A stool, made out of the steps of a 400-year-old castle stairway, shows signs of damage and repair from the explosion of a German V-2 rocket during World War II.
Photo: Elias Funez

Other pieces in her home range between the “youngest,” from the 1950s, and the early 1800s.


Sepulchre grew up hearing stories about the furniture from her parents, who she said would be 110 and 115 years old now. She has a wooden chest, for example, which has a hidden compartment her mother once used to keep gold from being confiscated by Germans during World War II, and her father’s wooden secretary desk which bears a scar across one of its panels from damage caused by a German V-2 rocket which hit Belgium in 1939.

Veronique Sepulchre shows off a secret compartment built into a chest, used to hide gold and precious items from the Nazis during World War II. This chest is also part of her furniture collection she plans on leaving in Nevada County.
Photo: Elias Funez

“It fell one floor, and when my parents came out of the basement, they found that on the second floor instead of the third floor, and there was nothing above them but the sky,” said Sepulchre. “The whole top of the house had collapsed, gone.”

In addition to the antique furniture, much of which is Belgian and was passed down to her by family members, Sepulchre is also selling several paintings as well a lamp and baby cradle made locally.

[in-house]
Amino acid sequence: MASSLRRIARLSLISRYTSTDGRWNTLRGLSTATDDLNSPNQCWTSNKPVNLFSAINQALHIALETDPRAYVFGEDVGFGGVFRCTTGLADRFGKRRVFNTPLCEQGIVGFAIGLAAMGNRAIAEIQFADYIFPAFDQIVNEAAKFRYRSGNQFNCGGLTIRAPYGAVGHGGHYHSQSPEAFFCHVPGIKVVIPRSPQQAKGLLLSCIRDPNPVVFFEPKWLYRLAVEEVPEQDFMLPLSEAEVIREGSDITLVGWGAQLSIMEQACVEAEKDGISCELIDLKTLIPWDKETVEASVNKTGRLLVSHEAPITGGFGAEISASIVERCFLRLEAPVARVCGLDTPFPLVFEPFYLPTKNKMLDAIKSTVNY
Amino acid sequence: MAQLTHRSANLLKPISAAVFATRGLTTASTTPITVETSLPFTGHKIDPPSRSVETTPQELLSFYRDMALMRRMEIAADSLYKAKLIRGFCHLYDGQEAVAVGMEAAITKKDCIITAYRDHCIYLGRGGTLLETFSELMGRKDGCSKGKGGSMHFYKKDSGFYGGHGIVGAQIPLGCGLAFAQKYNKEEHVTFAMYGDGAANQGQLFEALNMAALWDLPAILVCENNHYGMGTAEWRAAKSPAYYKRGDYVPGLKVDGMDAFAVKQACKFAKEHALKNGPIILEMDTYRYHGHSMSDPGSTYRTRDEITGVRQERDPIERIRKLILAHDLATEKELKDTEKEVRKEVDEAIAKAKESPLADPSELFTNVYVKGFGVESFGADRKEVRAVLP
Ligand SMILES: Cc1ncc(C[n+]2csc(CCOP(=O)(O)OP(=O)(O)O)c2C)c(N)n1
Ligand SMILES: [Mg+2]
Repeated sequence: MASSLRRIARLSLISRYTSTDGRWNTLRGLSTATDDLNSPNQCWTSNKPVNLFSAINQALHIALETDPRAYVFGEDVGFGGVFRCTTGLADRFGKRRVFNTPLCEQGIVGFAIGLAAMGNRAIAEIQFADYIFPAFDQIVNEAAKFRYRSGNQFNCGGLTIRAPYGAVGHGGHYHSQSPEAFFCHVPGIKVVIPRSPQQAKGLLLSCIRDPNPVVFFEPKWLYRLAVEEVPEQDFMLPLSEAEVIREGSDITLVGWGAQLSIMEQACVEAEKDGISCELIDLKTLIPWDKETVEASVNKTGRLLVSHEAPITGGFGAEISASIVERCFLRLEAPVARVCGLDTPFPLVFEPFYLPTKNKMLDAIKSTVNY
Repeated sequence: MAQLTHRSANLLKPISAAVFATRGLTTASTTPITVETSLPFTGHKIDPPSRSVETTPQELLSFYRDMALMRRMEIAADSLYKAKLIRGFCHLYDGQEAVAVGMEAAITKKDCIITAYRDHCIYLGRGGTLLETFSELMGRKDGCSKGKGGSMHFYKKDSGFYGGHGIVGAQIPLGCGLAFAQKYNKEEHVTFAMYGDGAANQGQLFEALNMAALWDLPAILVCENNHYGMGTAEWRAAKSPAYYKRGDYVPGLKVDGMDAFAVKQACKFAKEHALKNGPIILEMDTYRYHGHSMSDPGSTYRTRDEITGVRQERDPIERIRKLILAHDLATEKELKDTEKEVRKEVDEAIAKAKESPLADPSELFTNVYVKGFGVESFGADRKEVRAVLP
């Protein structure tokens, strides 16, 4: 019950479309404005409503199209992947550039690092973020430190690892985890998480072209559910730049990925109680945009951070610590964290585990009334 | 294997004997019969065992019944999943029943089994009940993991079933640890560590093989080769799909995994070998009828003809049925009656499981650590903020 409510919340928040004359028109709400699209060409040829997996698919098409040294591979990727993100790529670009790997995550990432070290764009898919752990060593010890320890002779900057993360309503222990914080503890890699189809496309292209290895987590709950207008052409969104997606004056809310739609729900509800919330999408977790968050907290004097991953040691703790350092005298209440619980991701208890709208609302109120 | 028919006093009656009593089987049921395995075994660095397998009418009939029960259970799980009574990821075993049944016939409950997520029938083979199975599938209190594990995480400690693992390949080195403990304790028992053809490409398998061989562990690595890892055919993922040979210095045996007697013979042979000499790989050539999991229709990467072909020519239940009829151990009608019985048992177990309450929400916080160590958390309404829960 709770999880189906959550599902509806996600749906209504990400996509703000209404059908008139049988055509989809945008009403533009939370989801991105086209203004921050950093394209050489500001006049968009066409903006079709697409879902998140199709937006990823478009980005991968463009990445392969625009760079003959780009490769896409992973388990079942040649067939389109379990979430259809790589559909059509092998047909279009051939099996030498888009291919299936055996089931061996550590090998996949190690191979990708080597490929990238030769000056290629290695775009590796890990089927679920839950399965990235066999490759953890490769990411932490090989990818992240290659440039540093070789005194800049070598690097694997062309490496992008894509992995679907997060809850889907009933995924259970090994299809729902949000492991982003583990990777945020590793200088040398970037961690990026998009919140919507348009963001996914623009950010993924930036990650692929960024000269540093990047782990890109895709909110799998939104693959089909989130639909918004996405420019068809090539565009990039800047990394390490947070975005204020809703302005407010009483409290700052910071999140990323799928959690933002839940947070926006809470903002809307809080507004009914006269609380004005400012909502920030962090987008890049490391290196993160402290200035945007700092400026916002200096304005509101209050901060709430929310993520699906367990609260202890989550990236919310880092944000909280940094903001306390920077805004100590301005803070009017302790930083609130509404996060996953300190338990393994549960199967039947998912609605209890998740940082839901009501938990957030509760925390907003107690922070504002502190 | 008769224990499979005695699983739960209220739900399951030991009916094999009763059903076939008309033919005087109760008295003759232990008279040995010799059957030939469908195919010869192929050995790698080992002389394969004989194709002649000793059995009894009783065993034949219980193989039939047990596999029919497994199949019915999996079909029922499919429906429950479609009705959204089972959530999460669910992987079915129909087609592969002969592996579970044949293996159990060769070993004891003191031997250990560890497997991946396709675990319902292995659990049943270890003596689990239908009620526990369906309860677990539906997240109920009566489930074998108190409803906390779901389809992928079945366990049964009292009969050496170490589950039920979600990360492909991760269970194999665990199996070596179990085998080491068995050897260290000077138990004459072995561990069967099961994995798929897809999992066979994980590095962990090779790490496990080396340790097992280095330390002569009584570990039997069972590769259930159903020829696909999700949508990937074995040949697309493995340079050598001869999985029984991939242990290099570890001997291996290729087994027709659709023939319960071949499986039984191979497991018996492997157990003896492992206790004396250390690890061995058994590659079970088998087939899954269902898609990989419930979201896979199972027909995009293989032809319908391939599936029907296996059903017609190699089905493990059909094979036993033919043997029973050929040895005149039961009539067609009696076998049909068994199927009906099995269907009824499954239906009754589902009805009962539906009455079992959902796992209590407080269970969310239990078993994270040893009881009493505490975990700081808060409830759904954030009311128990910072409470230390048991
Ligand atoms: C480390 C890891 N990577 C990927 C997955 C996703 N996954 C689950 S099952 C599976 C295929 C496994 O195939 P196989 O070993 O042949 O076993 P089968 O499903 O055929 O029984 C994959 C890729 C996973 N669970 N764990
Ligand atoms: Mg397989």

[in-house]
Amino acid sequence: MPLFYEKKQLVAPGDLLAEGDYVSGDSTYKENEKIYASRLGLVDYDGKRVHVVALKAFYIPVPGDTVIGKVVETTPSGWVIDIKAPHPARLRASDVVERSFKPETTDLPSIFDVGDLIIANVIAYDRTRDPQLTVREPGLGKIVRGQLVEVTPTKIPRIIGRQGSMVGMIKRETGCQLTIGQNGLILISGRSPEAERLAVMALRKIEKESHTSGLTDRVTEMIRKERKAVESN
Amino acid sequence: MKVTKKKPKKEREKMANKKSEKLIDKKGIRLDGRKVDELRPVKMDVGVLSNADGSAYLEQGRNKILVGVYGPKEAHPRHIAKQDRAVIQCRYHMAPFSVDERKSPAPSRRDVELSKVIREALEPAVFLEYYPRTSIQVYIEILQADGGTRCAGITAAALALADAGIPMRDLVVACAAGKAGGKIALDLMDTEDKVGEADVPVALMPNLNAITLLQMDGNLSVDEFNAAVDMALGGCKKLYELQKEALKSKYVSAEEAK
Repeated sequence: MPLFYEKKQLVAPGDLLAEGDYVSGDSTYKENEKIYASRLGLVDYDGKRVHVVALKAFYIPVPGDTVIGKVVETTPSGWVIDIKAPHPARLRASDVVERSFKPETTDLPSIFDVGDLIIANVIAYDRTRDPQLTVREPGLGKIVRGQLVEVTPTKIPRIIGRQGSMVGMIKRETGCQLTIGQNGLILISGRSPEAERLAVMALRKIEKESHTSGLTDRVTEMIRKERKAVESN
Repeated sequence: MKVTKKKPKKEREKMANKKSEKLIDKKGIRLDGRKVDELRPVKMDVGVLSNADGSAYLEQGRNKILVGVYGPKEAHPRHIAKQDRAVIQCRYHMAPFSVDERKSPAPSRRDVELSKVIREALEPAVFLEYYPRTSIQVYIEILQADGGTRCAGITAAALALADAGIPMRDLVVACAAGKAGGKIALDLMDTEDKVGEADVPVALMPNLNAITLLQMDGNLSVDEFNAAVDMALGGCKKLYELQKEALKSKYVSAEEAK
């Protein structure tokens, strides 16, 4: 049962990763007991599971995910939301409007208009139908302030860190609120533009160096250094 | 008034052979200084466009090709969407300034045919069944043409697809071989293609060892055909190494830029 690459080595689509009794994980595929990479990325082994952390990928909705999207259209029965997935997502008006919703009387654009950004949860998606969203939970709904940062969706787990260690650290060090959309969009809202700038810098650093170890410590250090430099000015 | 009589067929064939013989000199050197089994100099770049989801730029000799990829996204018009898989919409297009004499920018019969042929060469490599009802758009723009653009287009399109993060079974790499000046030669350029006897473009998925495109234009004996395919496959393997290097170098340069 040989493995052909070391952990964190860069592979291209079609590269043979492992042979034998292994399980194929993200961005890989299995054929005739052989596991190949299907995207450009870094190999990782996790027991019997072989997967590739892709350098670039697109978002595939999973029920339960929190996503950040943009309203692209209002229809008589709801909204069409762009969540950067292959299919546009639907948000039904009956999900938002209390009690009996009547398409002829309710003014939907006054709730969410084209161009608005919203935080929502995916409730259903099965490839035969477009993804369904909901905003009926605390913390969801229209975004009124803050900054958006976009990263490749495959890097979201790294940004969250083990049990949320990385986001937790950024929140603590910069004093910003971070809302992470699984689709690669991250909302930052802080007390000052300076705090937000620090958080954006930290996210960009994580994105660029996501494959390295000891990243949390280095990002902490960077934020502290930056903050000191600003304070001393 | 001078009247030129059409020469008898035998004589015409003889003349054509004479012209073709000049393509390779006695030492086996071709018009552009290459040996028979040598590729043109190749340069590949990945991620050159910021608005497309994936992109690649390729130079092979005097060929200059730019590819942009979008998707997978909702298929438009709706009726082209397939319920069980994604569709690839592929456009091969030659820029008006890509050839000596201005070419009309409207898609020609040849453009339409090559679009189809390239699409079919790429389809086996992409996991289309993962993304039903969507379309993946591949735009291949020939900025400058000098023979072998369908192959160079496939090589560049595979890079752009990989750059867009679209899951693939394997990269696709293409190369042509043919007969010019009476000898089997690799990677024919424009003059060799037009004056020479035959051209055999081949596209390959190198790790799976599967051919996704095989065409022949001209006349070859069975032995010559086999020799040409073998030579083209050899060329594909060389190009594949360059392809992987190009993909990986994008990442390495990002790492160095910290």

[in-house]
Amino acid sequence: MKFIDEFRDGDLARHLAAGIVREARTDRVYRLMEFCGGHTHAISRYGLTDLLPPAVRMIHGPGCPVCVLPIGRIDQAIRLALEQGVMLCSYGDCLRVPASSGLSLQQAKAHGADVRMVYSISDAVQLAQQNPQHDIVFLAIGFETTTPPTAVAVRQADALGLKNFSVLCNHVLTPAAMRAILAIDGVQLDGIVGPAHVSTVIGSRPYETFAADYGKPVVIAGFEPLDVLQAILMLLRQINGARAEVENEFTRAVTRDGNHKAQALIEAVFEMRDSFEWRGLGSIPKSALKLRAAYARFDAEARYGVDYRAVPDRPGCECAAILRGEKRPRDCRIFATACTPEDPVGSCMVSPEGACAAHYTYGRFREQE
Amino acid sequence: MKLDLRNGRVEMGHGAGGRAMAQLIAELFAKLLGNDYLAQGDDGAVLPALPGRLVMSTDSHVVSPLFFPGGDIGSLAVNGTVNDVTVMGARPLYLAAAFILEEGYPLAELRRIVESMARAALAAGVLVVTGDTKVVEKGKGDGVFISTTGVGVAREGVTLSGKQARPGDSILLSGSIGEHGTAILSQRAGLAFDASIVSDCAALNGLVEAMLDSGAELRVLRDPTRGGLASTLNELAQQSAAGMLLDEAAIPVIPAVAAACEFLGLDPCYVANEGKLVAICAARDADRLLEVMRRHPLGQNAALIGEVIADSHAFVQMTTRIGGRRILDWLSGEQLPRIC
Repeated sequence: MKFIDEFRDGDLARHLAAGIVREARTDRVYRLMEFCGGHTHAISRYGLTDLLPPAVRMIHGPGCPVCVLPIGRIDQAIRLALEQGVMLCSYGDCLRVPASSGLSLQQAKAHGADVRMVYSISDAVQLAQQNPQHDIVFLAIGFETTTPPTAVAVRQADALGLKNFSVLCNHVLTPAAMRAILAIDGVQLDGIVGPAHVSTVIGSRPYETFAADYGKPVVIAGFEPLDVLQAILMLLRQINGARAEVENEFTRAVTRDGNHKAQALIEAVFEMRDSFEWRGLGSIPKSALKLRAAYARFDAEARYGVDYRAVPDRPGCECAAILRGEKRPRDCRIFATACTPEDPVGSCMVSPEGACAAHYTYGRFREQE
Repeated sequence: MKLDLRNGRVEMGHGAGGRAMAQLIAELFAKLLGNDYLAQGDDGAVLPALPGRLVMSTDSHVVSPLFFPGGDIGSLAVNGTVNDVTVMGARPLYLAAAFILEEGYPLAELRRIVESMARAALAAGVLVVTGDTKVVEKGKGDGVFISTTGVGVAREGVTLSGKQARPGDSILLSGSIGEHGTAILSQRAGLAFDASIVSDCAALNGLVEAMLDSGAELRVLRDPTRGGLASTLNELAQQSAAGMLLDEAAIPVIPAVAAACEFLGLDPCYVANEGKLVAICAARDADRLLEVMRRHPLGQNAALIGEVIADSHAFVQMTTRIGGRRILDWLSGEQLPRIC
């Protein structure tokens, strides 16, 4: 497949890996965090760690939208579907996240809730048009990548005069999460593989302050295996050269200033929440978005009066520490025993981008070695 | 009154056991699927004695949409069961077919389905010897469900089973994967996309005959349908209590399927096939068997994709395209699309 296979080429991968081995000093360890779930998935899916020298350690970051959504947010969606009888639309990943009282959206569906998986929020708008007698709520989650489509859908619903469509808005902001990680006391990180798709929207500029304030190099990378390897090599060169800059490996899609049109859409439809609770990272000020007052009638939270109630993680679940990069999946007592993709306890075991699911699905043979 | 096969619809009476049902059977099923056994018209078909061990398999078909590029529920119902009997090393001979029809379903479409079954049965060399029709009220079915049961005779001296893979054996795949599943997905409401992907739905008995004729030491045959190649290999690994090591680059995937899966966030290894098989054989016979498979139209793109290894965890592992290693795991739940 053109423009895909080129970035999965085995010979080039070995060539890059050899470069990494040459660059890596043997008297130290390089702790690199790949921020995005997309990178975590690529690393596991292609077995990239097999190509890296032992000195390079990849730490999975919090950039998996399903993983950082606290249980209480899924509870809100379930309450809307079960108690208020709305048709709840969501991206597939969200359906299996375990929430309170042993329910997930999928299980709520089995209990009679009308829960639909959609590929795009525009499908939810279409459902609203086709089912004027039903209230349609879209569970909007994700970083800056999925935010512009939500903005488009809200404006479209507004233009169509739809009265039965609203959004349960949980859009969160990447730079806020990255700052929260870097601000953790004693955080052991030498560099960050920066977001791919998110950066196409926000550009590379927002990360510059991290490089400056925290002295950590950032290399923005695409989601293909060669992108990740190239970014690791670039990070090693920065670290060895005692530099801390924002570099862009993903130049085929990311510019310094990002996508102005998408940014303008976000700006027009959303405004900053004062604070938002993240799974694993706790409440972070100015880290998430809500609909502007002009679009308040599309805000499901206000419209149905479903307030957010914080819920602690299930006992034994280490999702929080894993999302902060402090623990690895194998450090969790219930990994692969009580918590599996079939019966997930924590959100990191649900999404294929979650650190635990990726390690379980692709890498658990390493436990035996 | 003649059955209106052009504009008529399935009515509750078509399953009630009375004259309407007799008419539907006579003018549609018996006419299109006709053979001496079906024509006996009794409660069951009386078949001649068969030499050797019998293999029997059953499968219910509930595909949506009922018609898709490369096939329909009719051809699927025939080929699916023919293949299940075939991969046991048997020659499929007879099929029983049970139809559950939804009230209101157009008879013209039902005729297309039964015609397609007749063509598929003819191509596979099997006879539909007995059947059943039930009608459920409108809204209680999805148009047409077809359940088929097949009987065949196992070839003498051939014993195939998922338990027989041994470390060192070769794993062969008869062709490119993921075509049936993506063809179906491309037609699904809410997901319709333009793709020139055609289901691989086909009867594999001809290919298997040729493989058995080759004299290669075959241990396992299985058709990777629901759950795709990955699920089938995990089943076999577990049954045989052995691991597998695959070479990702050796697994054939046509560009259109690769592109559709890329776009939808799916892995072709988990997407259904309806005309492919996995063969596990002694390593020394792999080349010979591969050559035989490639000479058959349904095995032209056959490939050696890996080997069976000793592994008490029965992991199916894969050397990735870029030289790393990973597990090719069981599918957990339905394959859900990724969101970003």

An ornately carved desk circa the 1880s is currently used as a kitchen table.
Photo: Elias Funez

Sepulchre noted that, on her online listing of the items for sale, she has not specified prices.

“And I do it purposely, because I would like people to offer a price, from where I can discuss with them with respect of the quality of my items, but I’d rather have somebody who really cares for a piece than a big check,” said Sepulchre.

“That’s my point of view. I want to leave history behind me.”

Victoria Penate is a staff writer with The Union. She can be reached at vpenate@theunion.com

A polished writing desk, used by Veronique Sepulchre’s father for many years, is also part of the furniture collection she plans on leaving in Nevada County.
Photo: Elias Funez
Veronique Sepulchre shows off a bookcase and custom lamp that she will be leaving behind when she moves back to Europe after living in the United States since the 1970s.
Photo: Elias Funez
An ornate lock and key still function as they did before in this more than 100-year-old desk.
Photo: Elias Funez

Contact Veronique Sepulchre:

Call 530-401-7530 or email dekust2003@yahoo.com

View the furniture for sale online at:



Support Local Journalism

Support Local Journalism

Readers around Grass Valley and Nevada County make The Union’s work possible. Your financial contribution supports our efforts to deliver quality, locally relevant journalism.

Now more than ever, your support is critical to help us keep our community informed about the evolving coronavirus pandemic and the impact it is having locally. Every contribution, however large or small, will make a difference.

Your donation will help us continue to cover COVID-19 and our other vital local news.


Start a dialogue, stay on topic and be civil.
If you don't follow the rules, your comment may be deleted.

User Legend: iconModerator iconTrusted User